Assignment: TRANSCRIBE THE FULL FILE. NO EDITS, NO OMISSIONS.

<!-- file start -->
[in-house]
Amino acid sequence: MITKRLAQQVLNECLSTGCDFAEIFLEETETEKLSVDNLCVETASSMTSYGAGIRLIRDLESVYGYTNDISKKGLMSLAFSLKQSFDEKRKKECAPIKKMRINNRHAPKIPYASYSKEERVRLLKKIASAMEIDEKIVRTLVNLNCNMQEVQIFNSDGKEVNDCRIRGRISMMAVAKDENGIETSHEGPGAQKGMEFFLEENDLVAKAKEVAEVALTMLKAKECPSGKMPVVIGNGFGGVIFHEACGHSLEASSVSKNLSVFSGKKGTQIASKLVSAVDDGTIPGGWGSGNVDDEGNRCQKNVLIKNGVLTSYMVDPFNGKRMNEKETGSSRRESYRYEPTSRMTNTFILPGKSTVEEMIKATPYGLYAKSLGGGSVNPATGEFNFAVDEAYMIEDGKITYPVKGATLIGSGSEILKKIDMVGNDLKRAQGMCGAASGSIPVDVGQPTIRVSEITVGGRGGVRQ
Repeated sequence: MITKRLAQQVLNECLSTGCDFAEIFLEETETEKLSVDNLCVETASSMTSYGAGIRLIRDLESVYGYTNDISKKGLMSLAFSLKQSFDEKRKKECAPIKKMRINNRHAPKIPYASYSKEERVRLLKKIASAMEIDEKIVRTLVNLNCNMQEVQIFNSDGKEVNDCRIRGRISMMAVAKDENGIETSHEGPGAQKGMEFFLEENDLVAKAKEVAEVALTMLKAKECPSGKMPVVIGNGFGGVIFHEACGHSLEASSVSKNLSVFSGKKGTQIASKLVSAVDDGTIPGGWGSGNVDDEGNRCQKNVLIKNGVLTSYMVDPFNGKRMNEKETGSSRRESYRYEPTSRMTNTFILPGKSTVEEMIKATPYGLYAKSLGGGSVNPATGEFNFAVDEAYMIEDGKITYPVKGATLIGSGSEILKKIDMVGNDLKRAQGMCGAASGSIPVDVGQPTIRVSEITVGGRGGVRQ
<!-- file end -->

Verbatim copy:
[in-house]
Amino acid sequence: MITKRLAQQVLNECLSTGCDFAEIFLEETETEKLSVDNLCVETASSMTSYGAGIRLIRDLESVYGYTNDISKKGLMSLAFSLKQSFDEKRKKECAPIKKMRINNRHAPKIPYASYSKEERVRLLKKIASAMEIDEKIVRTLVNLNCNMQEVQIFNSDGKEVNDCRIRGRISMMAVAKDENGIETSHEGPGAQKGMEFFLEENDLVAKAKEVAEVALTMLKAKECPSGKMPVVIGNGFGGVIFHEACGHSLEASSVSKNLSVFSGKKGTQIASKLVSAVDDGTIPGGWGSGNVDDEGNRCQKNVLIKNGVLTSYMVDPFNGKRMNEKETGSSRRESYRYEPTSRMTNTFILPGKSTVEEMIKATPYGLYAKSLGGGSVNPATGEFNFAVDEAYMIEDGKITYPVKGATLIGSGSEILKKIDMVGNDLKRAQGMCGAASGSIPVDVGQPTIRVSEITVGGRGGVRQ
Repeated sequence: MITKRLAQQVLNECLSTGCDFAEIFLEETETEKLSVDNLCVETASSMTSYGAGIRLIRDLESVYGYTNDISKKGLMSLAFSLKQSFDEKRKKECAPIKKMRINNRHAPKIPYASYSKEERVRLLKKIASAMEIDEKIVRTLVNLNCNMQEVQIFNSDGKEVNDCRIRGRISMMAVAKDENGIETSHEGPGAQKGMEFFLEENDLVAKAKEVAEVALTMLKAKECPSGKMPVVIGNGFGGVIFHEACGHSLEASSVSKNLSVFSGKKGTQIASKLVSAVDDGTIPGGWGSGNVDDEGNRCQKNVLIKNGVLTSYMVDPFNGKRMNEKETGSSRRESYRYEPTSRMTNTFILPGKSTVEEMIKATPYGLYAKSLGGGSVNPATGEFNFAVDEAYMIEDGKITYPVKGATLIGSGSEILKKIDMVGNDLKRAQGMCGAASGSIPVDVGQPTIRVSEITVGGRGGVRQ